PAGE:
I don’t know Steve Bannon. Word is he’s an abomination, or at least a completely unacceptable person to have deeply embedded in the White House. Where did I get this “word” though? Whose vision was I trusting as Truth to help me settle into a judgment of this distant figure? Why did I need to judge him? Why was I compelled to have an opinion of some dude who apparently was a poisonous carrier of alt-right ideology?
Steve Bannon is not “some dude.” He’s a vile anti-Semitic, sexist, racist…the list goes on. Point is: we should loathe him.
Just like that?
Just like that. Trust me. He’s a bad hombre. The nastiest of nasties.
How do you know this?
Let’s not get into epistemological deconstruction, Socrates. This is just fact. He’s an abhorrent person.
Based on what?
Have you followed Breitbart?
No. Have you?
No. I don’t need to. We both saw the headlines of shit he let get published, shit that he manipulated to be published.
Yeah. Unacceptable content.
Right. So: monster. Wait…are you trying to defend him?
No. I’m trying to understand him.
Which led you here.
Yep. Interesting piece, right?
Totally. Doesn’t change who he is though.
Of course not. People don’t read news articles to change their minds. They seek to confirm their biases.
Okay, Mr. High and Mighty. But not you, right? You read the article with deep love in your heart, with some righteous desire to UNDERSTAND. Good for you.
No, it’s not like that. But I didn’t have a real perspective on the guy, so I went in with relative openness. He’s a compelling figure.
Don’t mythologize him as some intriguing fictional character. He’s a real human being with terrifying access to real power. He can affect people’s lives, not just serve as a dramatic figure in a political drama. He’s a veritable threat to America’s already tenuous social fabric.
He’s opportunistic. Nietzschean even if you see him as simply thirsting for power.
Simply thirsting for power? How can you say that so casually? You know that power comes to one through disempowering the many, right?
That’s one way to conceive power. A very cynical way at that.
Don’t force optimism on a guy just because he’s white.
I’m not doing that, though it is interesting that he got such a fair portrait. He’s a nuanced human being in the piece. That’s a healthy dose of empathetic imagination that you really only see reserved for white people, who invariably get the great fortune of context in how they’re represented and received. Their lives are situated within generously complex narratives, not reduced to a single characteristic that is often prototypical of a particular social marker, e.g. race. We’re willing to actively scour a white person’s past to identify with whatever he, as an individual, is, whereas with “Others,” we isolate and label them with ruthless disregard for the details of upbringing, genetics, paradox. We are quick to find solace in racial congruity, i.e. that the individual is yet another paradigmatic example of historically noted group behavior. That’s power.
So you felt for this lunatic?
We get nowhere by writing him off as a lunatic. For one thing, it’s hypocritical. How can we justify yelling at people we disagree with for not seeing us as full human beings when we’re unwilling to extend the compassion we’re calling for to them?
They won’t hear us. You get to pretend like they will because you’re white. You’re used to being heard.
American naivety is an acutely White disease.
And knowing that, you still embody it. Why?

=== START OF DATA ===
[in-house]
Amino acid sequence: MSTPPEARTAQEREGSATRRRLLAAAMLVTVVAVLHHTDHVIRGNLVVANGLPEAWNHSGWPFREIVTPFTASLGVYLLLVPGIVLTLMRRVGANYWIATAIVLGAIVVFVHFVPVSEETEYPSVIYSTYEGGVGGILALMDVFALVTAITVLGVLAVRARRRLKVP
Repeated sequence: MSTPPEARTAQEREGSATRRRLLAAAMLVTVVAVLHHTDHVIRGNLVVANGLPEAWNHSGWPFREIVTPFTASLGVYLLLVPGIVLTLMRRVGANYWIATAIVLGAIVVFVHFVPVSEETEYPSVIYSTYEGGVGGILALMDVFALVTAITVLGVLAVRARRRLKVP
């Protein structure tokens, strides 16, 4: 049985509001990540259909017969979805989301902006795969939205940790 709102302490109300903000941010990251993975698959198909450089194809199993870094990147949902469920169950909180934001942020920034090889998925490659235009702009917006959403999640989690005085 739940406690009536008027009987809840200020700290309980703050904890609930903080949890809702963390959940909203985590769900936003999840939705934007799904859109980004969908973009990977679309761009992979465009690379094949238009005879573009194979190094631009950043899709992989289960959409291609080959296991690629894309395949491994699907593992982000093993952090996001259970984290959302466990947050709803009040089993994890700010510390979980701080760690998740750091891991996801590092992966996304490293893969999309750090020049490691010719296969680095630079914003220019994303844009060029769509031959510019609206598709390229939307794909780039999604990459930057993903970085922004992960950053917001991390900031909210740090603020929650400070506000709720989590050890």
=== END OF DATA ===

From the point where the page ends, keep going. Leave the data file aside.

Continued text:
I don’t know. I want to believe that trying to understand – seeking dialogue, being open, suspending bias – will work.
Work? To what end? In what way?
I don’t know. Do I have to know?
You have to stop worrying about knowing and start doing!
What does that mean?
I don’t know either! It sounded like the right shit to yell at you. Where were you going with this Steve Bannon thing?
Just that I don’t know what to make of him. And that because I’m White, I can afford to take a “wait and see” approach. That probably makes me a coward. In fact, it does make me a coward. I’m hiding behind reality, expecting it to be different if only I wait look enough so that when I do finally see it, it will be as I always imagined it, i.e. better than it actually is.
So you liked the piece because it served your bias of naivety?
Maybe. It allowed me to take an almost scientific interest in the guy, wherein I get to simply observe his behavior without interference. And then later intellectualize it in some clever way.
He’s just an intellectual exercise for you then? Not an actual dangerous person?
Yes. Which is a selfish, foolish way of viewing him and his ilk. It’s me basically conceding, “look, I don’t want anyone to suffer under this Trump administration, but since I have the luxury of being personally unaffected by it right now, I’m not moved to be politically proactive.”
And you assume that being reactive will be enough?
Because I’m White, I’m assuming that I won’t ever need to react. Surely things won’t get bad enough for that to be necessary.
You believe that?
Of course I don’t believe that. I’m just admitting the gross rationalization that I’m letting happen in my mind. But gross rationalization isn’t new for me. It’s not like Trump suddenly made America racist or sexist or all the terrible shit it’s always been; he just amplified it. What was I doing before to address all the injustice in our country? Effectively nothing. Talking it away; sitting on my high horse condemning it with my “educated” perspective; proclaiming that things have to change and then binge watching a new show; teaching students that social inequality and inequity are urgent problems and then surrendering responsibility for doing something about it to them; letting others take care of it while I take care of myself.
I still don’t know Steve Bannon. I still don’t know most anything, except that I’m too content with my ignorance.